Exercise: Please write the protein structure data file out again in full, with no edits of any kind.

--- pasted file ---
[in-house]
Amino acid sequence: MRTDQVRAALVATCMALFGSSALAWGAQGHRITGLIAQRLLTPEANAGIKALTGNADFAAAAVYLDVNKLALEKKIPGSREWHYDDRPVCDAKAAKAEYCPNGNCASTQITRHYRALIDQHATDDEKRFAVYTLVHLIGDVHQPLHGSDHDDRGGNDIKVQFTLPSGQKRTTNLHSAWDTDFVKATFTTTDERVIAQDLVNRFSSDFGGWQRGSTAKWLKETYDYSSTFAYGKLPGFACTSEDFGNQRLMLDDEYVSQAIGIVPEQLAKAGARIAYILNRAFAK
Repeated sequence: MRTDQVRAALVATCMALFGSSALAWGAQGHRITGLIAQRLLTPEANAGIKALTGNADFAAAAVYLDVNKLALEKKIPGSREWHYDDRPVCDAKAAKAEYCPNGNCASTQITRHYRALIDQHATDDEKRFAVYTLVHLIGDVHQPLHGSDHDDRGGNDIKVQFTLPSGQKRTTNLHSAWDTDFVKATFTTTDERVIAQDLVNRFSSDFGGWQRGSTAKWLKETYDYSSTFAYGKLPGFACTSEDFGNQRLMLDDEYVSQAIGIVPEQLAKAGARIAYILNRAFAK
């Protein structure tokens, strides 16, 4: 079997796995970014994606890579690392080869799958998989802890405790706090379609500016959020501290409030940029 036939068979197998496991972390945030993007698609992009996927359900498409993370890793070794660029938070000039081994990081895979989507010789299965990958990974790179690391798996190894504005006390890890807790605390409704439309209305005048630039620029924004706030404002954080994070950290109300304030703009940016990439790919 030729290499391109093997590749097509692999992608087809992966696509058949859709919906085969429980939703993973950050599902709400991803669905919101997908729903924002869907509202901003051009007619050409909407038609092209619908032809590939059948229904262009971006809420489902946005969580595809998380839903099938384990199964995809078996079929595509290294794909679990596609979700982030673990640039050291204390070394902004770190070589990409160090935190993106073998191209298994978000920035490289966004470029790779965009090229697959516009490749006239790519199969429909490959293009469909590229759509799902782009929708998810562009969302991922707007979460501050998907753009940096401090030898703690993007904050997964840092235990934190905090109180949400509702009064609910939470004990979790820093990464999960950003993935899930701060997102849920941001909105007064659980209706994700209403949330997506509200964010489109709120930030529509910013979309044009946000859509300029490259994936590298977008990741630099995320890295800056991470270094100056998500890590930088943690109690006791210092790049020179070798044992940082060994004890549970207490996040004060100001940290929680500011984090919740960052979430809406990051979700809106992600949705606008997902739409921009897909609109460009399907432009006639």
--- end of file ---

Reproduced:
[in-house]
Amino acid sequence: MRTDQVRAALVATCMALFGSSALAWGAQGHRITGLIAQRLLTPEANAGIKALTGNADFAAAAVYLDVNKLALEKKIPGSREWHYDDRPVCDAKAAKAEYCPNGNCASTQITRHYRALIDQHATDDEKRFAVYTLVHLIGDVHQPLHGSDHDDRGGNDIKVQFTLPSGQKRTTNLHSAWDTDFVKATFTTTDERVIAQDLVNRFSSDFGGWQRGSTAKWLKETYDYSSTFAYGKLPGFACTSEDFGNQRLMLDDEYVSQAIGIVPEQLAKAGARIAYILNRAFAK
Repeated sequence: MRTDQVRAALVATCMALFGSSALAWGAQGHRITGLIAQRLLTPEANAGIKALTGNADFAAAAVYLDVNKLALEKKIPGSREWHYDDRPVCDAKAAKAEYCPNGNCASTQITRHYRALIDQHATDDEKRFAVYTLVHLIGDVHQPLHGSDHDDRGGNDIKVQFTLPSGQKRTTNLHSAWDTDFVKATFTTTDERVIAQDLVNRFSSDFGGWQRGSTAKWLKETYDYSSTFAYGKLPGFACTSEDFGNQRLMLDDEYVSQAIGIVPEQLAKAGARIAYILNRAFAK
């Protein structure tokens, strides 16, 4: 079997796995970014994606890579690392080869799958998989802890405790706090379609500016959020501290409030940029 036939068979197998496991972390945030993007698609992009996927359900498409993370890793070794660029938070000039081994990081895979989507010789299965990958990974790179690391798996190894504005006390890890807790605390409704439309209305005048630039620029924004706030404002954080994070950290109300304030703009940016990439790919 030729290499391109093997590749097509692999992608087809992966696509058949859709919906085969429980939703993973950050599902709400991803669905919101997908729903924002869907509202901003051009007619050409909407038609092209619908032809590939059948229904262009971006809420489902946005969580595809998380839903099938384990199964995809078996079929595509290294794909679990596609979700982030673990640039050291204390070394902004770190070589990409160090935190993106073998191209298994978000920035490289966004470029790779965009090229697959516009490749006239790519199969429909490959293009469909590229759509799902782009929708998810562009969302991922707007979460501050998907753009940096401090030898703690993007904050997964840092235990934190905090109180949400509702009064609910939470004990979790820093990464999960950003993935899930701060997102849920941001909105007064659980209706994700209403949330997506509200964010489109709120930030529509910013979309044009946000859509300029490259994936590298977008990741630099995320890295800056991470270094100056998500890590930088943690109690006791210092790049020179070798044992940082060994004890549970207490996040004060100001940290929680500011984090919740960052979430809406990051979700809106992600949705606008997902739409921009897909609109460009399907432009006639």